National League MVP Watch: Posey pulling away
Once again, it's time to check in on the major individual awards and see how they're shaping up with less than a month to go in the regular season. Let's kick it off with the NL MVP.
|Is the man behind the mask starting to pull away from the competition? (Getty Images)|
We're waist-deep in the stretch drive, and that means it's time to check in on the NL MVP race. Last time out, it was a two-man affair for the most part. But what about now, as we have roughly three weeks of regular-season baseball remaining?
Before we find out, though, a necessary reminder: These aren't rankings of who we think should win the MVP; rather, these are rankings of who we think, at this juncture, will win the MVP based on established voter standards ...
Buster Posey, Giants: As the Giants continue to put distance between themselves and the headline-grabbing Dodgers, Posey's case improves. Besides manning the most demanding position on the diamond, he's also hitting a thumping-good .327/.402/.531 with 53 extra-base hits. What also helps his case are his outstanding numbers in the second half. Right now, consider Posey your clear favorite.
Chase Headley, Padres: Don't discount Headley. Despite playing in the toughest hitter's park in baseball, Headley boasts an OPS of .857 and 27 homers. He's also leading the senior circuit in RBI. Throw in his (justified) reputation as a top-shelf defender at the hot corner, and you have a certifiable MVP candidate. He has a shot.
Jay Bruce, Reds: The Reds' ability to thrive during the absence of Joey Votto has many causes, but Bruce is chief among them. He's by no means a frontrunner, but he has the home runs (33) and RBI (96) to earn some traction with traditional-minded voters. The "Great American Ballpark discount" will cost him some votes, but he's putting himself in the discussion.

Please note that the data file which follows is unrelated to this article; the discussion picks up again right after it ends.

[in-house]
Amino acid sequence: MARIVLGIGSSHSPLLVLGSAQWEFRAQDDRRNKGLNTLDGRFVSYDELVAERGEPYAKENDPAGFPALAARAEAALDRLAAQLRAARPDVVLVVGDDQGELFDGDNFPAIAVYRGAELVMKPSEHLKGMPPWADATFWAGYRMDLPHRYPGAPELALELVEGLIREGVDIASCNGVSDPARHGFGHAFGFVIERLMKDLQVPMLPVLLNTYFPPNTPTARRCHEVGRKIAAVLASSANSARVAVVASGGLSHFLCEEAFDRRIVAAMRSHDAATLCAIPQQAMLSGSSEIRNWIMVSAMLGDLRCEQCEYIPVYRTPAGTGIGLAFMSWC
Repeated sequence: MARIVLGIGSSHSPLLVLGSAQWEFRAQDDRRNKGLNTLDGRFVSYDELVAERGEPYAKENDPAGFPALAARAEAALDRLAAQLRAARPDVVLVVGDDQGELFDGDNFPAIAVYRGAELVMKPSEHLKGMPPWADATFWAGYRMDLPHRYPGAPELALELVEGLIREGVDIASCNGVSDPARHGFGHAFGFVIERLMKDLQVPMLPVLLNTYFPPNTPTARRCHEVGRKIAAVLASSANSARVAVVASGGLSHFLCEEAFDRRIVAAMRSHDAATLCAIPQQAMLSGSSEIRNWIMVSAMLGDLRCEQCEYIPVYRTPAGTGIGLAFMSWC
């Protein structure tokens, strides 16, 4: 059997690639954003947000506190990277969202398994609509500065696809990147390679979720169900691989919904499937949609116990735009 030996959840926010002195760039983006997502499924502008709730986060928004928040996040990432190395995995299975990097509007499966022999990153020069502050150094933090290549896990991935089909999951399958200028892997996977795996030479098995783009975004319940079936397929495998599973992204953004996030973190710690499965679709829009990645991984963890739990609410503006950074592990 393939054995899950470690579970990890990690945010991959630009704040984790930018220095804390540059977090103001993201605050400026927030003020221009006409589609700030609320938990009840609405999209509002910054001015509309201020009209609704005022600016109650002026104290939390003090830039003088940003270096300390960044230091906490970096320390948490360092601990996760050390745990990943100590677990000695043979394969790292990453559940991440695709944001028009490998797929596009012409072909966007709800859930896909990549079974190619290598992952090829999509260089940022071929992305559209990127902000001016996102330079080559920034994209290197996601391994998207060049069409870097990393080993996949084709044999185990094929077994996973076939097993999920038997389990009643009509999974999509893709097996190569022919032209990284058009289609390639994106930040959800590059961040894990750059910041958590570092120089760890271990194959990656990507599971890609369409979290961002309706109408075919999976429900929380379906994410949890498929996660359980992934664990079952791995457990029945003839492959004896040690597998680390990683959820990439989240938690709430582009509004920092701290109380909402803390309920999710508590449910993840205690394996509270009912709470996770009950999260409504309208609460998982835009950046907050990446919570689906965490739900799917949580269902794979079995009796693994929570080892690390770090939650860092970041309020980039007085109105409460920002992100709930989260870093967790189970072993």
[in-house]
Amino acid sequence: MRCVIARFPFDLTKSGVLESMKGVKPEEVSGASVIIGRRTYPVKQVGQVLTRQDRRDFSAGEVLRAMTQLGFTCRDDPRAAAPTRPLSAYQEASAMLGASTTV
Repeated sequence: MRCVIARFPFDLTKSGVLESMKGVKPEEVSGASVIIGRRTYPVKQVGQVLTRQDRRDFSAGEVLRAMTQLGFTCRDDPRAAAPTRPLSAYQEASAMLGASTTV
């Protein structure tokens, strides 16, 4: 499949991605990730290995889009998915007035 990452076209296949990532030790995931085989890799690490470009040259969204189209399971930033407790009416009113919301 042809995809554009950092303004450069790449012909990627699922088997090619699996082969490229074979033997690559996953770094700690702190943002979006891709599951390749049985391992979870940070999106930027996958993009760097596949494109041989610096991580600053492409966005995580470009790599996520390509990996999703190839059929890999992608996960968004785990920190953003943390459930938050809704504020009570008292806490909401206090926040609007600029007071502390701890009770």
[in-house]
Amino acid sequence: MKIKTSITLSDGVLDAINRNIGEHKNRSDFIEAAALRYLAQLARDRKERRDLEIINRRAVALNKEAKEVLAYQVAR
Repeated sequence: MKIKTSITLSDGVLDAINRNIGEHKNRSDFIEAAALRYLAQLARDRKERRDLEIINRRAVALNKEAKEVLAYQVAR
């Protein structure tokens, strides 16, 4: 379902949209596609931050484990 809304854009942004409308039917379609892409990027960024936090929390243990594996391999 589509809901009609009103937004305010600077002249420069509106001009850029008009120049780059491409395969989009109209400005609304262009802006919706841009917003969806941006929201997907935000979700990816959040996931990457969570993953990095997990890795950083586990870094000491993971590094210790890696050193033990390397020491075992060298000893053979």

Ryan Braun, Brewers: No, Braun almost certainly won't win the NL MVP award this year, but there's no denying his numbers: .313/.387/.602, 38 homers, 29 doubles. He's out-slugging the NL average by 200 points. He has also been the best pure hitter in the league this season, and that will be good enough for some down-ballot support.
Yadier Molina, Cardinals: Molina is having a career year at the plate (.321/.373/.505) and, of course, providing Gold Glove-caliber work behind it. He's a worthy candidate, but he's in essence blocked by Posey, a fellow catcher who's simply having the better season for the better team.
Andrew McCutchen, Pirates: Although McCutchen is indeed trending downward in this race, he's still the candidate with the best chance of challenging Posey. His overall numbers remain very strong (.341/.407/.559, 25 HR), but the Pirates' recent skid in tandem with his second-half dip have hurt his chances. Still, the Buccos are within hailing distance of a wild-card berth. A spot in the playoffs would almost certainly mean hardware for 'Cutch.
David Wright, Mets: Wright's still having an excellent season, but his slightly declining numbers and the Mets' increasing irrelevance make him a long-shot.
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